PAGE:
Throughout this period, a sculpture which was almost always English has been called “British”, perhaps to reflect the institutional role of the British Council. Although the English designation has recently become more rather than less explicit—with the emergence of national pavilions for the Irish, Welsh, and Scottish—the umbrella term is retained by the British Council for the British Pavilion in Venice and in its name and work more generally. We have accepted the existence, indeed inescapability, of this category, and rather than apologizing for its name, have instead sought to examine it, by exploring its shifting character across different times and places.


We asked our contributors to look critically at all three terms, but to pay special attention to them in combination. What happens to “British Sculpture” when it is shown abroad? Does it acquire new meaning? Does it reverberate locally, or back at home? How do we understand the distinctions between the meaning of Moore in 1950s Yugoslavia and in 1970s America? How does the Englishness intrinsic to the language of conceptualism affect its reception relative to place? We sought to find commentators who themselves reflect a variety of national contexts and positions relative to the subject. We readily acknowledge that we move from those who have studied the period as art historians, to those who were physically on the ground, involved as witnesses and sometimes as protagonists. It seems like a pertinent moment to examine a phenomenon which may now be seen to have run its course over the second half of the twentieth century, precisely because of the changing global dynamics around it.


The language issue is an interesting one, and goes beyond the use of English in conceptualism. Several of the contributions make reference to the fact that critics talked of the “modesty”, “discrimination”, “reticence”, or “restraint” of English sculpture, and we can speculate to what extent this represents a conflation of language with the national characteristics of a people and/or its artistic production. The question is stimulating but not easily assessable. The exhibition Un Certain Art Anglais, shown in Paris in 1979, had a clever title in that it pointed to something and nothing at one and the same time. It was particular, but it was ambiguous. Perhaps this neatly sums up the state of affairs by the 1970s, and might be seen to represent a kind of midway stage in the evolution of a category which began unapologetically, indeed determinedly, and then shifted as it was both used and questioned, ultimately to dissolve.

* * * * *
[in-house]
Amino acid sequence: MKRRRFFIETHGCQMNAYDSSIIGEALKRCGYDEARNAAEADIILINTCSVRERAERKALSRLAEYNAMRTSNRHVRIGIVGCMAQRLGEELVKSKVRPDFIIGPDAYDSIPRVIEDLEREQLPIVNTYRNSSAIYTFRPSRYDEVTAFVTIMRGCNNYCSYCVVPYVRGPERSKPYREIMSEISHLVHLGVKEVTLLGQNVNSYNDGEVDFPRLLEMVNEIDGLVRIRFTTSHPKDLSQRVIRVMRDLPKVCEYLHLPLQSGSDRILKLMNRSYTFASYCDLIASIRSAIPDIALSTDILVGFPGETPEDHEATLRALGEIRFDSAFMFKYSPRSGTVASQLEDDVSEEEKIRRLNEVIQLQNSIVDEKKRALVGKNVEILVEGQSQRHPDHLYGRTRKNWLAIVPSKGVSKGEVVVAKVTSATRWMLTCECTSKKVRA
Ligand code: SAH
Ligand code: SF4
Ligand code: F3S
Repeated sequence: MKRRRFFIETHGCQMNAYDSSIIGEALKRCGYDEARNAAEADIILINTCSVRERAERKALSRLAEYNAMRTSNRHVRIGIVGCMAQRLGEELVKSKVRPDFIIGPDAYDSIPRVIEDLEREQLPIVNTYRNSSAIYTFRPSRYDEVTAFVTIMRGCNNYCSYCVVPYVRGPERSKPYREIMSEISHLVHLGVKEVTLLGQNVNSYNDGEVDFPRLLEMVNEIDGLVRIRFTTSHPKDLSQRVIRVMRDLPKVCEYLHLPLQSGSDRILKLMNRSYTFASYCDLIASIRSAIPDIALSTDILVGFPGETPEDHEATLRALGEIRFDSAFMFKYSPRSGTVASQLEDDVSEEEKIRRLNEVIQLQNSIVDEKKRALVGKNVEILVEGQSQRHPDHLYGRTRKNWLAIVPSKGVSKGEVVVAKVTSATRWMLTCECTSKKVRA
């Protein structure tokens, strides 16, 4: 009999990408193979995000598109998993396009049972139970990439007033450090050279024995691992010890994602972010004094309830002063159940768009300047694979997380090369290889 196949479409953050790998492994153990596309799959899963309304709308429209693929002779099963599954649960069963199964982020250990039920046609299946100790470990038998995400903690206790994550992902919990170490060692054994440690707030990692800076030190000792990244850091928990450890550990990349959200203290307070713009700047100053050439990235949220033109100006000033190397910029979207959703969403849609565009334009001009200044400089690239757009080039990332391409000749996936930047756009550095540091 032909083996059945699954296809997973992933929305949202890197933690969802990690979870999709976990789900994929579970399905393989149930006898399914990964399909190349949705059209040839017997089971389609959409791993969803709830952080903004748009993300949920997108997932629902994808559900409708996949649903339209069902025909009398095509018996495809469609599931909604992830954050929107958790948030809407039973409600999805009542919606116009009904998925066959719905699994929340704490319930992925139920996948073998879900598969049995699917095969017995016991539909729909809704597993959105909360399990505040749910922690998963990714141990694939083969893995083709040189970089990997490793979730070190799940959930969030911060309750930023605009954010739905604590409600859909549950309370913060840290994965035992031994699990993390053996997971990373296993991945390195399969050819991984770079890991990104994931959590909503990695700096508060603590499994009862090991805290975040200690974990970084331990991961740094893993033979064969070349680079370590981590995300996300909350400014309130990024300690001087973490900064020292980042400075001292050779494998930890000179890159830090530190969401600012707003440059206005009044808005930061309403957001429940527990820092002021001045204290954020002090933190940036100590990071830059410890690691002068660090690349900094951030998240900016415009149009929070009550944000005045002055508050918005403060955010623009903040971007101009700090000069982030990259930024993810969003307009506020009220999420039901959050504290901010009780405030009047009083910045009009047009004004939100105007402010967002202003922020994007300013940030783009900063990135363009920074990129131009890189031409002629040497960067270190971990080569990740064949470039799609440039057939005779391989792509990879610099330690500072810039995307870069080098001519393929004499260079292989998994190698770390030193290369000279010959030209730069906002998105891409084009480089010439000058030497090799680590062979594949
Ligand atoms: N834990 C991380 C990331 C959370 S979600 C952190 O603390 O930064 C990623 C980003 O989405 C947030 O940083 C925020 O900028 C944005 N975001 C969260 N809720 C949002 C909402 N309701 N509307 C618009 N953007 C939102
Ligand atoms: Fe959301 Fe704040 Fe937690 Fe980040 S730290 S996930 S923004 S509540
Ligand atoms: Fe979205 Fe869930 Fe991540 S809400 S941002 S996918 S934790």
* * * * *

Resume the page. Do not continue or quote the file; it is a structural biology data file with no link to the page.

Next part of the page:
Zelimir Koščević points to the human quality, which we associate with the postwar reading of Moore, but only Arie Hartog makes the connection with the popular; that is, that British art, and especially sculpture, could, in its motifs, be an easier way for new audiences to learn about Modernism. This may be what Lawrence Alloway was unknowingly, or unwittingly, picking up in his attempt in 1961 to de-theorize the Constructivist work on show in Tallahassee (see Sam Gathercole’s essay). When abroad, the inner complexities of a national school can more easily be smoothed out and even jettisoned. But, and equally, there may well be a non-theoretical quality to British sculpture which has made it a successful avatar.


In fact one might go so far as to say that we do think that the national category is a useful one, but that understanding it through its internationalism has been insufficiently exploited. There has been a tendency over the last generation to reject the national as a sustainable category, but it has nevertheless been used. It is therefore unhelpful not to examine what it means and why, especially in its wider usage. Even some of our own writers, despite accepting the invitation to write up case studies, have been wary of the category. They have been more or less explicit in their examination, but we believe that, taken together, these case studies do a job of clarifying and examining a category which was largely made abroad.